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dc.contributor.authorPulling Kuhn, Ann
dc.contributor.authorKim, Edward
dc.contributor.authorLane, Hannah G
dc.contributor.authorWang, Yan
dc.contributor.authorDeitch, Rachel
dc.contributor.authorTurner, Lindsey
dc.contributor.authorHager, Erin R
dc.contributor.authorParker, Elizabeth A
dc.date.accessioned2021-05-28T16:57:42Z
dc.date.available2021-05-28T16:57:42Z
dc.date.issued2021-05-19
dc.identifier.urihttp://hdl.handle.net/10713/15843
dc.description.abstractBackground: Few studies have evaluated teacher- and school-level characteristics associated with implementation of recommended physical activity (PA) promoting practices. The purpose of this study is to examine associations between teachers' PA practices and: [1] teacher-level factors, including their own PA, and [2] school-level factors. Methods: This cross-sectional study examined time spent daily in light PA (LPA) and moderate-vigorous PA (MVPA) in association with 7 teacher PA practices among 288 classroom/special area teachers and teaching assistants in 20 urban, suburban and rural schools (recruited through a school wellness trial) in 4 districts. LPA and MVPA was assessed using 24-h ankle accelerometry (up to seven consecutive days). A sum score for teacher PA practices was assessed via survey (7 items; sum score range: 7-35; Cronbach's alpha = 0.73; higher scores indicate more PA promoting practices). Teacher-level factors included gender, race, self-reported height/weight, years teaching, and education. School-level factors included school type, free-and-reduced-price meal eligibility, student racial/ethnic composition, and urbanicity. Analyses included multilevel regression models, accounting for clustering within schools and adjusting for demographic covariates and school district. Results: Teachers were 91% female, 63% elementary, 60% white, mean age 43.2 years (SD = 11.3), and 41% obese). Teachers wore accelerometers an average of 5.8 days, spent 399.6 min in LPA (SD = 85.0) per day, 24.1 min in MVPA (SD = 14.4) per day, and the mean teacher PA practices sum score was 22.4 (SD = 5.0). Every 15-min increase in MVPA was related to an increase in teacher PA practices sum score (coeff =1.07; SE = 0.28; p < 0.001). Female gender (versus males; coeff = - 1.95; SE = 0.92, p = 0.034), an obese weight status (versus non-obese; coeff = - 1.38; SE = 0.54, p = 0.010), and teaching in a middle school (versus elementary; coeff = - 3.86; SE = 0.54, p < 0.001) were associated with lower teacher PA practices scores. LPA was not associated with teacher PA promoting practices. Conclusions: Teachers with higher MVPA, but not higher LPA, and those without obesity were more likely to implement PA promoting practices that could positively impact their students' PA. Similar to prior studies, these practices were more commonly implemented in elementary schools and by male teachers. Future studies in schools should explore whether improvement of teacher health behaviors subsequently impacts student health behaviors.en_US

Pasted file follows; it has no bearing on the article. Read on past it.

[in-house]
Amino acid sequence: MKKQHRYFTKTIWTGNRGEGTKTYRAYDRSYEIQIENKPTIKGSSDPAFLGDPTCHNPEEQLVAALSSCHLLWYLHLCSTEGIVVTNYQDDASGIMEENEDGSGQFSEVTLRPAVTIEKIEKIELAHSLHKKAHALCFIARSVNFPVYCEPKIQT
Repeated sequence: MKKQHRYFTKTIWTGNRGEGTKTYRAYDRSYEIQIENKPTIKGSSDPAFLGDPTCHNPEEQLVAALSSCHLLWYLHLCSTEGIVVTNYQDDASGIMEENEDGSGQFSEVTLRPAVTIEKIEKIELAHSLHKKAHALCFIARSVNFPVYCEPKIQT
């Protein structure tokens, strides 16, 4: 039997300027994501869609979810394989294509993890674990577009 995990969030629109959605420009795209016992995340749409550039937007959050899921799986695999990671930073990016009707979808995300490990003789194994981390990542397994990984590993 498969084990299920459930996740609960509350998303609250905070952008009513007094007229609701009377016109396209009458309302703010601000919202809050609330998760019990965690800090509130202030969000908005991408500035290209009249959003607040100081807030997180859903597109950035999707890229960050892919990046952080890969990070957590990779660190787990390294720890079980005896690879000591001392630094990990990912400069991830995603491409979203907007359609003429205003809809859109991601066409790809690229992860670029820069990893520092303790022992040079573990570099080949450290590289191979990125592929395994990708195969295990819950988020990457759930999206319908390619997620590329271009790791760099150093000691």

dc.description.urihttps://doi.org/10.1186/s12966-021-01129-4en_US
dc.language.isoenen_US
dc.publisherSpringer Natureen_US
dc.relation.ispartofInternational Journal of Behavioral Nutrition and Physical Activityen_US
dc.subjectPhysical activity promotionen_US
dc.subjectSchool physical activityen_US
dc.subjectTeacher physical activityen_US
dc.titleAssociations between elementary and middle school teachers' physical activity promoting practices and teacher- and school-level factorsen_US
dc.typeArticleen_US
dc.identifier.doi10.1186/s12966-021-01129-4
dc.identifier.pmid34011376
dc.source.volume18
dc.source.issue1
dc.source.beginpage66
dc.source.endpage
dc.source.countryUnited States
dc.source.countryEngland


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